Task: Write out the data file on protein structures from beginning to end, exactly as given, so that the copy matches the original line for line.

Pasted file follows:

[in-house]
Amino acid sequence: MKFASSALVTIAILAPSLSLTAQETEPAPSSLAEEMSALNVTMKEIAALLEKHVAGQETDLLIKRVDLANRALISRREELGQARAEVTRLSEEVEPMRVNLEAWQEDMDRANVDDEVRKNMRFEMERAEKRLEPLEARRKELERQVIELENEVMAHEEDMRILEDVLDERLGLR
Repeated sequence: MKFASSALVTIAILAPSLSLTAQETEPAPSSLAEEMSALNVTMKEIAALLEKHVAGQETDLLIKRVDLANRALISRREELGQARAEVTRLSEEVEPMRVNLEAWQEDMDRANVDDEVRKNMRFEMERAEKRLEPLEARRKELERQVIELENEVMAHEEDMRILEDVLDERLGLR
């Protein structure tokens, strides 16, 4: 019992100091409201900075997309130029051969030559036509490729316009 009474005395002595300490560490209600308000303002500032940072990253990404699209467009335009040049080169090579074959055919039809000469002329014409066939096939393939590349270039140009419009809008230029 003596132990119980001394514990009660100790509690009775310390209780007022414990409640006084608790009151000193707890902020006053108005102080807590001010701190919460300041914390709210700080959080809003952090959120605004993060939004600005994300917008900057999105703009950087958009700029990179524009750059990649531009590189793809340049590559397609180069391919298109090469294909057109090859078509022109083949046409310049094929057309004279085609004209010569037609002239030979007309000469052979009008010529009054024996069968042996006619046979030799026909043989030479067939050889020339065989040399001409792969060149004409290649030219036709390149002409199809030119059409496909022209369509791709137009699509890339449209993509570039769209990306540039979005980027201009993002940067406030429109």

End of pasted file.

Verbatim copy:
[in-house]
Amino acid sequence: MKFASSALVTIAILAPSLSLTAQETEPAPSSLAEEMSALNVTMKEIAALLEKHVAGQETDLLIKRVDLANRALISRREELGQARAEVTRLSEEVEPMRVNLEAWQEDMDRANVDDEVRKNMRFEMERAEKRLEPLEARRKELERQVIELENEVMAHEEDMRILEDVLDERLGLR
Repeated sequence: MKFASSALVTIAILAPSLSLTAQETEPAPSSLAEEMSALNVTMKEIAALLEKHVAGQETDLLIKRVDLANRALISRREELGQARAEVTRLSEEVEPMRVNLEAWQEDMDRANVDDEVRKNMRFEMERAEKRLEPLEARRKELERQVIELENEVMAHEEDMRILEDVLDERLGLR
């Protein structure tokens, strides 16, 4: 019992100091409201900075997309130029051969030559036509490729316009 009474005395002595300490560490209600308000303002500032940072990253990404699209467009335009040049080169090579074959055919039809000469002329014409066939096939393939590349270039140009419009809008230029 003596132990119980001394514990009660100790509690009775310390209780007022414990409640006084608790009151000193707890902020006053108005102080807590001010701190919460300041914390709210700080959080809003952090959120605004993060939004600005994300917008900057999105703009950087958009700029990179524009750059990649531009590189793809340049590559397609180069391919298109090469294909057109090859078509022109083949046409310049094929057309004279085609004209010569037609002239030979007309000469052979009008010529009054024996069968042996006619046979030799026909043989030479067939050889020339065989040399001409792969060149004409290649030219036709390149002409199809030119059409496909022209369509791709137009699509890339449209993509570039769209990306540039979005980027201009993002940067406030429109």